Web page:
With the switch hardware in place, I turned to the Kasa app to set it up and begin using the switch’s features. TP-Link hasn’t dramatically upgraded its app in recent years, and it’s still erratic and a little archaic, starting with an old-school routine that has you manually connect to a temporary Wi-Fi network to get things going. Fortunately, the bridging process worked without issue, and I the switch connected successfully to my 2.4GHz Wi-Fi network (5GHz isn’t supported). The app itself is easy enough to get around, though it desperately needs some modern polish and bug fixing. For example, I found it impossible to delete an old group with no devices in it; Kasa would re-create the empty group every time I tried to erase it.
When it comes to controlling the dimmer, I found the app worked just fine. A quick calibration step gave me pause—my lights didn’t dim at all when they were supposed to during testing—but after a firmware update, I found the lights worked as expected. Presets let you choose between four saved brightness levels, or you can move over to the Brightness tab to dial in a new level in one-percent increments. The switch will remember the last brightness setting used when the lights are turned off and back on, and you can configure the length of the fade-on and fade-off features. Manual controls are also available on the hardware itself, courtesy of two small buttons above the pushbutton-style switch, all of which work well.
In addition to the built-in motion sensor, you can control the Kasa Smart dimmer with physical buttons on the device itself.
While a rudimentary scheduling system and countdown timer are present, the ES20M’s real magic is found under the Smart Control menu, where you can configure in extreme detail the way you want motion sensing to work. The idea here is that you might not want the lights to come on automatically or to the same brightness at all times of the day. With Smart Control, you can set up multiple time frames that change how motion sensing works.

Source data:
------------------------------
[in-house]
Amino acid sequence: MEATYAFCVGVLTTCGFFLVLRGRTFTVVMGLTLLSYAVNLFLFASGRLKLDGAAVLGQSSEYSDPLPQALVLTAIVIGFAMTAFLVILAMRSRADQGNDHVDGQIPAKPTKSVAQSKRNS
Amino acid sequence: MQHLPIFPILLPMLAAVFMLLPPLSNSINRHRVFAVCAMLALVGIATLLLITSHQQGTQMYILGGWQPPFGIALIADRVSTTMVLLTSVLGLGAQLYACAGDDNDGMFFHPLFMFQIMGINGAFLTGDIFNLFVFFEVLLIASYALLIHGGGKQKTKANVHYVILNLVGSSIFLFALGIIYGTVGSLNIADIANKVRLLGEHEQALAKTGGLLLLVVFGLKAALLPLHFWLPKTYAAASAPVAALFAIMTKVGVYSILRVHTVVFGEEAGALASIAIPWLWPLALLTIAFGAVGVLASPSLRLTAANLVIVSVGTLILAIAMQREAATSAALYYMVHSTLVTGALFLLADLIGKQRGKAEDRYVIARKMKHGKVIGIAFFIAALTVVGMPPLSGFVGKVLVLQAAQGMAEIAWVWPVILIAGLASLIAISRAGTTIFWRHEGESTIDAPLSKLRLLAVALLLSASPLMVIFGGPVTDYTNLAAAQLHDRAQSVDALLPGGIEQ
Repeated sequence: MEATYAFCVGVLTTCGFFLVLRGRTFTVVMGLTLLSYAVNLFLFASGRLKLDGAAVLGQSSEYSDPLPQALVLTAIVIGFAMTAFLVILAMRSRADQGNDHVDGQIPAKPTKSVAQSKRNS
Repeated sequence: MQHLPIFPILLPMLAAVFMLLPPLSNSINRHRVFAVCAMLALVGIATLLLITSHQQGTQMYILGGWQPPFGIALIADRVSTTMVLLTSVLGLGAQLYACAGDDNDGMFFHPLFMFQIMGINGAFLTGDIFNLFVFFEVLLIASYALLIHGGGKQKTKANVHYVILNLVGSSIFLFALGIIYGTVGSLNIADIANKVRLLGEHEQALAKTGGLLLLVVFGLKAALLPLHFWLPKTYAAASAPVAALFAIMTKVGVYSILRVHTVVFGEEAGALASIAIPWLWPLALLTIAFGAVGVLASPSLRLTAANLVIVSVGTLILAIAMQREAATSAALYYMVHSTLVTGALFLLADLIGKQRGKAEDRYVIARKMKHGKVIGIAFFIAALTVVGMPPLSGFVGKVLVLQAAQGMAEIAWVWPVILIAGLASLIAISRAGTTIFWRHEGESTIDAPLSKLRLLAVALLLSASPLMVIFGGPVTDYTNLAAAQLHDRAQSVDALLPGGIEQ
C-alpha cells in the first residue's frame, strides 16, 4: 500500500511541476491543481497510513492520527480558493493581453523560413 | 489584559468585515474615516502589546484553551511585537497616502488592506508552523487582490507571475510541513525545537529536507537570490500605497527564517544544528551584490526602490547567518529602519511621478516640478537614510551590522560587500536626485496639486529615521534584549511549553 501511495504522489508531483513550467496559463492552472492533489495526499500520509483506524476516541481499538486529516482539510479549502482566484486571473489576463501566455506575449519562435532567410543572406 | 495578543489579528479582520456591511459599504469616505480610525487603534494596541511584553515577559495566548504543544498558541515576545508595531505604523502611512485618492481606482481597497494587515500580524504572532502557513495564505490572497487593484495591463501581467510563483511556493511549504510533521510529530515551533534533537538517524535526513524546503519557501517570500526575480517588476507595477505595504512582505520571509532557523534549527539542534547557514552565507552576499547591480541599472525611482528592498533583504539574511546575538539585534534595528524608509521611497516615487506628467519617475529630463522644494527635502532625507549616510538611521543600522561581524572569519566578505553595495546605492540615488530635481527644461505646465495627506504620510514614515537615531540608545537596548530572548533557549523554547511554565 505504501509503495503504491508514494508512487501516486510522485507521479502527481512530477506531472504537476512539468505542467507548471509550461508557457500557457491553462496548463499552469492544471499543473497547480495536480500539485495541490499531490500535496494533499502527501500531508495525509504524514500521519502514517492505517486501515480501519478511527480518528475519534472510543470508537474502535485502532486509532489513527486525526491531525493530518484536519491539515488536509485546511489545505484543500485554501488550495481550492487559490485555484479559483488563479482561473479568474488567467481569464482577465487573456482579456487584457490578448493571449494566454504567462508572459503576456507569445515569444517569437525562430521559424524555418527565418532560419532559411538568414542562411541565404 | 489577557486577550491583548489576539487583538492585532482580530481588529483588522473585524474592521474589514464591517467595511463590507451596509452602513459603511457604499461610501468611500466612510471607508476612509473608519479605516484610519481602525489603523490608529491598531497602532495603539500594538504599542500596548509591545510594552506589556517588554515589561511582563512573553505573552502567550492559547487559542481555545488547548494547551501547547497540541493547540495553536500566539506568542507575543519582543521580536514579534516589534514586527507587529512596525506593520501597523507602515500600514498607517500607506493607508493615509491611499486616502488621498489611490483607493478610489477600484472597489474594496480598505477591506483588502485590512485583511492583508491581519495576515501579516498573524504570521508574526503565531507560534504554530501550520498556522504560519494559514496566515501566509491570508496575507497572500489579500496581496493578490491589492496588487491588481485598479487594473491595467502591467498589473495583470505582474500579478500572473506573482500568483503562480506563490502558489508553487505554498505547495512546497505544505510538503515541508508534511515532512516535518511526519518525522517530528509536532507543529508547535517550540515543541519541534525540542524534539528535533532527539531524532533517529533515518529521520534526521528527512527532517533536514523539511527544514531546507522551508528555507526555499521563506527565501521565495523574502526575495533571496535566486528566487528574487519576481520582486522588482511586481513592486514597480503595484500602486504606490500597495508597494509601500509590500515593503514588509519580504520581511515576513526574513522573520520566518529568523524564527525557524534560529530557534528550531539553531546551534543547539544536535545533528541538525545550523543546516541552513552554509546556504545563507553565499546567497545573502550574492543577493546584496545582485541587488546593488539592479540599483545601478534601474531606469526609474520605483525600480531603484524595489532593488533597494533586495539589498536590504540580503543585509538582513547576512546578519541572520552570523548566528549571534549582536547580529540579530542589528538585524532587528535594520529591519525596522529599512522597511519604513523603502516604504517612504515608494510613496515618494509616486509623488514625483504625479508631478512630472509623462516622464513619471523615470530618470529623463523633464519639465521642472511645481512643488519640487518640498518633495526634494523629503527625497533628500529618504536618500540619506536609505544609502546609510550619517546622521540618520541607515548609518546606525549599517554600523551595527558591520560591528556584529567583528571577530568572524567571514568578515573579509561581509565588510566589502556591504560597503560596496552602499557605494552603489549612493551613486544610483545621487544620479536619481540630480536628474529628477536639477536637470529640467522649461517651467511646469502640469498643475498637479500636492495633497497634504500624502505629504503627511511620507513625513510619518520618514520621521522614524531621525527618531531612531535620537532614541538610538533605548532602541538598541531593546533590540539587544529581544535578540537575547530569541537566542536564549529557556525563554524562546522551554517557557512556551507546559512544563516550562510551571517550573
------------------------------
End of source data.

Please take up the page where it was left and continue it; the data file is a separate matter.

I installed the switch in my garage, where I want automatic lighting during nighttime hours, but usually don’t need any lights at all during the day. Thanks to an adjacent window. With the Kasa, I was able to set not only whether to turn the lights on if motion is detected but also if it’s dark in the room – and even how bright to set the lights during this time. During daylight, I set the switch to be manual only, so people coming and going during the day wouldn’t needlessly waste energy by tripping the sensor and turning on the lights. A randomized vacation mode is also available, as is support for Alexa, Google Assistant, and SmartThings.
Again, I found all these features worked flawlessly, with minor caveats. While the sensitivity of motion sensing is tweakable, I found that even the most sensitive setting didn’t pick up movement until I was a few too many steps into the room. That’s a minor complaint, however, and for $40 (frequently on sale for $30), this switch’s few faults are easily overlooked. In fact, I like it so much that I’m giving it perhaps one of my highest praise points: Rather than box it back up, I’m going to leave it installed and use it in my daily life for the foreseeable future
Tripod Floor Lamp Christopher Null is a veteran technology and business journalist. He contributes regularly to TechHive, PCWorld, and Wired, and operates the websites Drinkhacker and Film Racket.